Unfortunately, Teddy's plan didn't play out the way he'd hoped it would. According to an article in the Bucks County Courier Times,
During a morning meeting last week, when a teacher talked about autism, Teddy raised his hand to share his story. But he said he was taken aside and told that autism is something “personal” he should keep to himself.
Teddy doesn't understand what's wrong with talking about autism.
The disorder is just a part of who he is. Sort of like how some people have red hair and others are better at math.
Teddy's school principal doesn't seem to share his perspective, explaining her position by saying, “There are other children in classrooms who don't realize they are different than anyone else. I need to look at the privacy of others.”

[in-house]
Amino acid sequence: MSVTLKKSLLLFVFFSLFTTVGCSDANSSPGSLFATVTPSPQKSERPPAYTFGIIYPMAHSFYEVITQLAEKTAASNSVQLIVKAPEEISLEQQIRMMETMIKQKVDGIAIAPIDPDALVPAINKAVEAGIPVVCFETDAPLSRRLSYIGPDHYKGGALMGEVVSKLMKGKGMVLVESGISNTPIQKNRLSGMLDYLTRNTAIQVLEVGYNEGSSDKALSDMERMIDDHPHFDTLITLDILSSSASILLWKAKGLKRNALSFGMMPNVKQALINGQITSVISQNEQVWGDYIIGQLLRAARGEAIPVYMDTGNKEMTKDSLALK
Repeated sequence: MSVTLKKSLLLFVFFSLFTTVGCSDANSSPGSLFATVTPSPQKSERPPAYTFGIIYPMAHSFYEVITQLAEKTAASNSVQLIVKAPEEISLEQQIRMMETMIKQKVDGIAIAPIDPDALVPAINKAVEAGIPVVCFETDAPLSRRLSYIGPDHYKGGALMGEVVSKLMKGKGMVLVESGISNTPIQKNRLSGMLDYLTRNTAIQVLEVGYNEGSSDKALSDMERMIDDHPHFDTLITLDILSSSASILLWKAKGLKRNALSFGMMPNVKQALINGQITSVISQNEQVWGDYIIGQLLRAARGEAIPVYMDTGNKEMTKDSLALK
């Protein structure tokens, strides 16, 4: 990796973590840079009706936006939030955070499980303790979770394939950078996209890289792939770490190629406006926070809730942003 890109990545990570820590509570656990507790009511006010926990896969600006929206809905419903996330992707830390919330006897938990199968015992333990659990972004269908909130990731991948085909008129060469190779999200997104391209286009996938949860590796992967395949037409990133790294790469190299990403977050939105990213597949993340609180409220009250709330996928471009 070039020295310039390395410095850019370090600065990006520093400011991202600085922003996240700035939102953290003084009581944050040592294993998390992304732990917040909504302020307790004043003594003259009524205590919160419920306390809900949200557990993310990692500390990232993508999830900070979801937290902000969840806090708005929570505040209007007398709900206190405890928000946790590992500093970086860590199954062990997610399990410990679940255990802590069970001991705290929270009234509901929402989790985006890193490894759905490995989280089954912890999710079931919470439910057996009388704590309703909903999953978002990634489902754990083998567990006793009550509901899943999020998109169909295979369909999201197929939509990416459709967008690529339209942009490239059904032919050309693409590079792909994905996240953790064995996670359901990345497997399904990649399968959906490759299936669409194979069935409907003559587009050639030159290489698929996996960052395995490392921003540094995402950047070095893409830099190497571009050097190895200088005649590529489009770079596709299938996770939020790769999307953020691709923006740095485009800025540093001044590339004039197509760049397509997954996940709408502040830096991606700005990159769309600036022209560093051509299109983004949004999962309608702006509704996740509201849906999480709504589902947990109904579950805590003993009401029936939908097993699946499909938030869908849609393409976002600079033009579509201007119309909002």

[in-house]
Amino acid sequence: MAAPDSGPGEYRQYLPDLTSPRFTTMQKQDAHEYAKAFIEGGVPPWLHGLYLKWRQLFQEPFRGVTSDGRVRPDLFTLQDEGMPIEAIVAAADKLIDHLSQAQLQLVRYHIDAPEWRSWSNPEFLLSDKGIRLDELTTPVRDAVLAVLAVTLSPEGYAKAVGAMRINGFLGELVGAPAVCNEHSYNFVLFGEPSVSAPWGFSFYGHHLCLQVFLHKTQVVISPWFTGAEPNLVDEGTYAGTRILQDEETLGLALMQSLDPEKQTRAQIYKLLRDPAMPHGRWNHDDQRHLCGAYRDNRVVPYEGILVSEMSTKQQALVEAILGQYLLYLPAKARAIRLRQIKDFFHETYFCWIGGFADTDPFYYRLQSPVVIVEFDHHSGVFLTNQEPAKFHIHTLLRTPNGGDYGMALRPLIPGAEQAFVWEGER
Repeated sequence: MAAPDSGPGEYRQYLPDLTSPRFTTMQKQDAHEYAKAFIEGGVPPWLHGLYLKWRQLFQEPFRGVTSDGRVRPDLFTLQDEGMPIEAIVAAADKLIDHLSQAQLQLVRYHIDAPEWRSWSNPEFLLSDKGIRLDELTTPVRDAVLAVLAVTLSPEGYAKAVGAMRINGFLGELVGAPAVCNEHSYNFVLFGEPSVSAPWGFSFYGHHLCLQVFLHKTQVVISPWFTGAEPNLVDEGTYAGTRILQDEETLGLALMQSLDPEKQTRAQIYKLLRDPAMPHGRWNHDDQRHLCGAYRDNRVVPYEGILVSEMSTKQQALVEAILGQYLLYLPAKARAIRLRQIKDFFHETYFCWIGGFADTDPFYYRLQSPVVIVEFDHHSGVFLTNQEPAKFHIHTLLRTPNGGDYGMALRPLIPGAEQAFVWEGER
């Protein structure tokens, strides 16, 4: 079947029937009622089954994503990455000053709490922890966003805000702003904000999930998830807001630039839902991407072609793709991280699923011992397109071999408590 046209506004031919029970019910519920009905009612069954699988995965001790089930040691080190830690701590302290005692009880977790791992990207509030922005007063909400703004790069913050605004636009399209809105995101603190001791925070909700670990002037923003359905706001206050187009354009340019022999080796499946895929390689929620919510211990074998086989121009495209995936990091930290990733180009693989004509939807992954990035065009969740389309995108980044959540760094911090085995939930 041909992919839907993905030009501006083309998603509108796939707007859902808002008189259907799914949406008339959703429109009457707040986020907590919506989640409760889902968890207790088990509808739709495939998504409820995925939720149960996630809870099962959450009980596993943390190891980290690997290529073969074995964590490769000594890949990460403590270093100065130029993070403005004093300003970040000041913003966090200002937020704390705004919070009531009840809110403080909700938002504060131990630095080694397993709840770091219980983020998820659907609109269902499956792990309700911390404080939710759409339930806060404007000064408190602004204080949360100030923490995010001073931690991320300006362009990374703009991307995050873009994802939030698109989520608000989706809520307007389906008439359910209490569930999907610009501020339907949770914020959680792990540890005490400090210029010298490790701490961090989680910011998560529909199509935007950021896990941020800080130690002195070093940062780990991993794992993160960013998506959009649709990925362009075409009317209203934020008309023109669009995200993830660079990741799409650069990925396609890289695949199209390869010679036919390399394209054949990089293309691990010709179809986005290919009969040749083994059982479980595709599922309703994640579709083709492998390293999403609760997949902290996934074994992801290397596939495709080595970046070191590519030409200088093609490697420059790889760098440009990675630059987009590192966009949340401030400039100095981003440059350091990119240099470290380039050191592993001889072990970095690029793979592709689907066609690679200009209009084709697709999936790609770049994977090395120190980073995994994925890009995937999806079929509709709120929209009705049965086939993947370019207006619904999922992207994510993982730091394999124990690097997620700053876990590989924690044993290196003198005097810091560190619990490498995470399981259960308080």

In other words, it seems that the principal thought it would be in students' best interest to: 1) deny Teddy an opportunity for self-advocacy and empowerment; 2) forego a significant learning opportunity for neurotypical children - not just an opportunity to learn about autism, but also an opportunity to engage in conversation about sensitivity and about appreciating difference; and 3) forfeit the potential for autistic students to be better understood because, she believed, some of them might be unaware that they are misunderstood.
I'm afraid that the principal's unspoken message to Teddy - and to all of the students she is trying to protect - might have been this: Autism is not just a part of who you are. It is not something you should share with others. There is something wrong with autism. There is something wrong with you.
I won't make the same mistake. If Teddy won't be allowed to talk to his classmates, then I'll follow the lead of other bloggers who are giving Teddy the opportunity to speak to a much wider audience.
Listen to Teddy's words here. Then pass them on.
Happy Autism Awareness Month, Teddy. And thank you for sharing your story with us.
Edited to add: I've posted an update on Teddy here.